Dead Space Review

Dead Space Artwork
It’s dark, my leg brushes something and sends it clattering across the floor. Instinctively I bristle, what else could have been alerted by my clumsiness? A second later I feel it’s safe to breathe out, and as I do an inhuman moan issues from around the next corner. Frozen in place all I can do is watch as the sleek, monstrous form comes into view. Turning towards me with eyes glowing in the darkness, it says ‘Meow?’

Dead Space is EA’s latest game in which you’re a regular joe trapped on a huge industrial capital ship in space as biomechanical monsters try to eat your face. Sounds familiar? It should; it’s the setup for just about any space monster movie ever but don’t be quick to dismiss it for it’s mildly cliched setting, Dead Space captures the atmosphere of such movies with aplomb dropping subtle hints to its inspiration all the time.

As I hinted at in my slightly misleading intro, Dead Space keeps you on your toes, unlike an overzealous feline jonesing for dinner number 3. I can’t say it’s strictly scary but it is tense. The designers have gone to great lengths to keep you guessing from where the next hideous, screaming monster is going to pop up from, and it’s here that the slightly annoying camera comes into it’s own leaving you frantically waving the mouse around to get a bead on a destructible chunk of necrotised flesh. Many are stating that the game isn’t survival horror but I beg to differ, the over-the-shoulder, clunky nature of the camera, light backtracking, ammo management, space-zombies and atmosphere all put it firmly into survival territory in my book. What other game have you stopped yourself from saving because you thought you heard some creature nearby as you were just accessing the save screen?

The only reason I can see that some are loathe to avoid the survival horror moniker is the fact that you’re actually pretty lethal to the beasties inhabiting the ship. Equipped from the start with a tool that lets you cut limbs from your assailants, a single bad guy proves little challenge provided you can catch him at range; but don’t expect this to be the norm. Later on you’ll be beset by bads from all corners and it’s here the game’s other main tool takes over; the stasis tool allows you to slow down time for a target, at the expense of draining it’s own ammo reserve. Together with inspired weapons, such as a remote control buzzsaw, you feel quite well tooled up to take on the Ishimura’s crew but don’t think that you’re going to be running around guns blazing. Without careful management you may end up swinging or throwing blunt objects at the monsters, a less than ideal situation.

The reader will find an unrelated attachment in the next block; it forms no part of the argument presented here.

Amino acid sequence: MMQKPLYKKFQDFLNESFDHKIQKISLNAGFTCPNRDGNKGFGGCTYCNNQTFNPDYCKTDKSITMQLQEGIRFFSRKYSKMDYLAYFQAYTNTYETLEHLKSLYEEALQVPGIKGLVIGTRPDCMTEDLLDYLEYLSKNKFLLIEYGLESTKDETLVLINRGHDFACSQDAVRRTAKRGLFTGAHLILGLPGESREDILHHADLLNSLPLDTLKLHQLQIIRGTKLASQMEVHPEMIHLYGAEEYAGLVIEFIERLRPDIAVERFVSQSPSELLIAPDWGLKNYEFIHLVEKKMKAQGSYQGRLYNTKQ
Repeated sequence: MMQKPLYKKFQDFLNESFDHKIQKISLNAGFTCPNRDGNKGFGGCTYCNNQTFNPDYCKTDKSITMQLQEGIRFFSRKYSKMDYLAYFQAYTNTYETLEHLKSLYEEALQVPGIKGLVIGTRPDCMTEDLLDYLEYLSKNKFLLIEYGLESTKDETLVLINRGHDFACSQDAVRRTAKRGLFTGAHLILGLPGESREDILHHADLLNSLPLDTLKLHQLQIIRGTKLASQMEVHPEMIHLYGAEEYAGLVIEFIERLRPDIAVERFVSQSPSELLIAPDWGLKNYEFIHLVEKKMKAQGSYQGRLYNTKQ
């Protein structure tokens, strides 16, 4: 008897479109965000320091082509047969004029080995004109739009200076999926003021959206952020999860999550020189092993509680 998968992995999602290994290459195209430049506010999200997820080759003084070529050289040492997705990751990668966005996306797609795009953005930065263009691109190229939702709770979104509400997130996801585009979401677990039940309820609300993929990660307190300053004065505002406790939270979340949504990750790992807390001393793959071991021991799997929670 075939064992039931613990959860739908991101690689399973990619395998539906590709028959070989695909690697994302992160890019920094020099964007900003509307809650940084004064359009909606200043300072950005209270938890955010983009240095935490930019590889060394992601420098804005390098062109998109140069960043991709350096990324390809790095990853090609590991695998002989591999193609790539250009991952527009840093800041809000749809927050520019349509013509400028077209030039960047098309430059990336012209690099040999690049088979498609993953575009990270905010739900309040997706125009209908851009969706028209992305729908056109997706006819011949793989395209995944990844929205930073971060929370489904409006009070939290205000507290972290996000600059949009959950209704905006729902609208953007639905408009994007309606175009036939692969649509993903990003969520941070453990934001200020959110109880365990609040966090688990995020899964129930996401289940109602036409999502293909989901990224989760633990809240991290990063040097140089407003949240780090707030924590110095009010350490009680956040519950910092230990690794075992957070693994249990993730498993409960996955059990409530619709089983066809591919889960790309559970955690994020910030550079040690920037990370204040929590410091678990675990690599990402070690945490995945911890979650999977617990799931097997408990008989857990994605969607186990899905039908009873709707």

I may be a little biased here, I got my copy of Far Cry 2 on Thursday but felt a little disappointed by it, so I decided to swallow the expense and pick up the game on Friday night after work. By midday on Sunday I was watching the end credits. Weighing in at about 12 hours the pace is good, and I never felt like any part was over long nor were there any obvious attempts to artificially lengthen the gameplay.The inventory management and weapon and character customisation, while fairly cosmetic, add to the game a surprising amount, forcing you to make trade offs in your gear. Don’t get me wrong, it’s not Diablo but a nice addition. Story-wise, it’s not Poe. The plot and ineviatble twists are perfectly acceptable and feel built into the game, rather than a last minute addition but never threaten the realms of genious.

Dead Space feels like a slightly brawnier version of Bioshock mixed with Paul W.S. Anderson’s only good movie, Event Horizon, with queues taken from Aliens and Resident Evil 4. Cinematic, tense and brutal it’s superb fun; highly recommended.

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